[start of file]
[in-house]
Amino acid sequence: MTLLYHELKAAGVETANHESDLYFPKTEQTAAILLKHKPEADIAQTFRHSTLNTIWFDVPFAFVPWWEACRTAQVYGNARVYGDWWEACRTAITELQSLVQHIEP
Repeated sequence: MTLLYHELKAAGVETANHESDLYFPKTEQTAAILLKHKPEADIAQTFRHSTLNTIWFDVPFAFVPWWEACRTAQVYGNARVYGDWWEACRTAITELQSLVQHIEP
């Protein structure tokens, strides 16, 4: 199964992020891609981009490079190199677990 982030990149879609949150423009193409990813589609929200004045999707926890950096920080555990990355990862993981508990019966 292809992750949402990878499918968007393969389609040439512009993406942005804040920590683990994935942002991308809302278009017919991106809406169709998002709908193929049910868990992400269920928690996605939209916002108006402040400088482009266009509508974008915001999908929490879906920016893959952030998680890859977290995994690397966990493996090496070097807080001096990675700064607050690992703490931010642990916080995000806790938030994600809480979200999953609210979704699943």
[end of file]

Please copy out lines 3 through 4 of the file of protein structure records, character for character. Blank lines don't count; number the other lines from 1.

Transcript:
Repeated sequence: MTLLYHELKAAGVETANHESDLYFPKTEQTAAILLKHKPEADIAQTFRHSTLNTIWFDVPFAFVPWWEACRTAQVYGNARVYGDWWEACRTAITELQSLVQHIEP
């Protein structure tokens, strides 16, 4: 199964992020891609981009490079190199677990 982030990149879609949150423009193409990813589609929200004045999707926890950096920080555990990355990862993981508990019966 292809992750949402990878499918968007393969389609040439512009993406942005804040920590683990994935942002991308809302278009017919991106809406169709998002709908193929049910868990992400269920928690996605939209916002108006402040400088482009266009509508974008915001999908929490879906920016893959952030998680890859977290995994690397966990493996090496070097807080001096990675700064607050690992703490931010642990916080995000806790938030994600809480979200999953609210979704699943």